“With someone like Cate Blanchett I was really actually determined to under-direct her.
“You give her the hooks and honestly what she gave to the performances that day, I could have never have asked that of her, she was incredibly generous in that way.”
via ABC Australia
Sex, death and del kathryn barton
A two-time Archibald prizewinner, del kathryn barton continues her fascination with the complex psychology of relationships, sex and fertility in her work RED (now at the Art Gallery of South Australia). This transition into film is as energetic, tumultuous, detailed and beautifully unsettling as her figurative paintings. Perhaps more so.
RED was three years in the making and it’s hard not to marvel at the coincidence of its premiere this week, when female power and outrage has reverberated across the world. RED is a slick and strident feminist work. Although it was not made with deliberate political intent, it has the potential to resonate loud and unapologetic, like a lightening rod for our times.
RED celebrates female creative energy, reaching back to the primordial, evolutionary origins of procreation. Starting out as a modest short piece, it was developed with additional support from the Australian Film, Television and Radio School and the Art Gallery of South Australia.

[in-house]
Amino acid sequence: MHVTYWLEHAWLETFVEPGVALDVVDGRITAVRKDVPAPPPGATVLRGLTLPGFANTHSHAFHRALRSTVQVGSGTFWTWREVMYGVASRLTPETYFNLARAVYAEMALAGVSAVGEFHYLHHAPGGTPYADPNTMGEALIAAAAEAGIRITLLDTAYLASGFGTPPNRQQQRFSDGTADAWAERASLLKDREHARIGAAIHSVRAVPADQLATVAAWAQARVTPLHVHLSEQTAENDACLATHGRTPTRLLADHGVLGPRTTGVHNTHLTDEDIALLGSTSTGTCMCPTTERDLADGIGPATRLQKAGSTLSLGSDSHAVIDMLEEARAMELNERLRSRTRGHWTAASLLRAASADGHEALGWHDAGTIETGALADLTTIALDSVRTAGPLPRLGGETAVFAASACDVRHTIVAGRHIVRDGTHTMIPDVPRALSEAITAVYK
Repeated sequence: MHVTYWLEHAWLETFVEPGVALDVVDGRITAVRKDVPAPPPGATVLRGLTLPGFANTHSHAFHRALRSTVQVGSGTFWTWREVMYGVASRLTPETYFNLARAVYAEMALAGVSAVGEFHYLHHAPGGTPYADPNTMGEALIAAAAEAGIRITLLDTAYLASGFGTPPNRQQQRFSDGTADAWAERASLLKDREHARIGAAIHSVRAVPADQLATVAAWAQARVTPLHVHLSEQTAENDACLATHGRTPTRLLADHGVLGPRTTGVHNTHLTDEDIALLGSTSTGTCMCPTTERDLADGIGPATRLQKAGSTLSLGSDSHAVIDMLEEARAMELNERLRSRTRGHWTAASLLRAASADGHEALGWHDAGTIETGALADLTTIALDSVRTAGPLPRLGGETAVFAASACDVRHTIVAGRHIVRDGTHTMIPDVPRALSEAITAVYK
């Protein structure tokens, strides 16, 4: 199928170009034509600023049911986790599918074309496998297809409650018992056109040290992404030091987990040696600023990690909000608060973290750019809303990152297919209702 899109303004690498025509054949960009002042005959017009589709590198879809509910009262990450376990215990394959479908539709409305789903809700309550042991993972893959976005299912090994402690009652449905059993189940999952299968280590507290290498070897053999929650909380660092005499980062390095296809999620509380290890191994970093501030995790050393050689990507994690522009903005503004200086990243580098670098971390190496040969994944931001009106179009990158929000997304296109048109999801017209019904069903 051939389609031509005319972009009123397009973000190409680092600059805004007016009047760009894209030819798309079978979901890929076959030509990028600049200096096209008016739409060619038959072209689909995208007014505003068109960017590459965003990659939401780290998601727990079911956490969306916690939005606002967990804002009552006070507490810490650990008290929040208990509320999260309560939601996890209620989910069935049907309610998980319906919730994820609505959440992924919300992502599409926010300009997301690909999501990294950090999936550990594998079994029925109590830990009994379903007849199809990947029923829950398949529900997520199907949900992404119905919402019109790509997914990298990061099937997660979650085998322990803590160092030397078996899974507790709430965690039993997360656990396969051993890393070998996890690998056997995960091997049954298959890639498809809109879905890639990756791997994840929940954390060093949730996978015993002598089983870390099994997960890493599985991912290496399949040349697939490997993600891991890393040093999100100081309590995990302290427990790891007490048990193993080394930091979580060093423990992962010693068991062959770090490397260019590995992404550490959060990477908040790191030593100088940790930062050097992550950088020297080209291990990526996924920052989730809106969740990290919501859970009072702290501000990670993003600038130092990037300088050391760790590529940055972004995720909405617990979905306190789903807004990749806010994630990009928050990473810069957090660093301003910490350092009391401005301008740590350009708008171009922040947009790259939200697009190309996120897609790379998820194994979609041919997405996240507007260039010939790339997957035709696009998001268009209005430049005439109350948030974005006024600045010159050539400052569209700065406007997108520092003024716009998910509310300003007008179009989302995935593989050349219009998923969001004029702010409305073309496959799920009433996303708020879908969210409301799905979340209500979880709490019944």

barton draws on the natural sciences to advance her exploration of the complex psychology of relationships. With RED, she examines mating rituals and the imperative to reproduce as evidenced in redback spiders.
RED is produced and crewed by some of the leaders in Australian film and theatre. Cate Blanchett stars as the protagonist, The Mother.
Choosing to structure the sequence as a set of narrative beats, rather than a traditional script, barton overlays the visuals with a tense and thumping soundtrack. These deep beats pulse through the sequence of jump cuts from intensive macro shots of spiders to the Mother and other human characterisations.
The Mother is at first still and brooding, crouched on a board table floating in a heaving sea, her features stark but for a totemic gash of red lipstick. She wears a classic tuxedo suit, contained and androgynous. And that’s when you notice the scissors.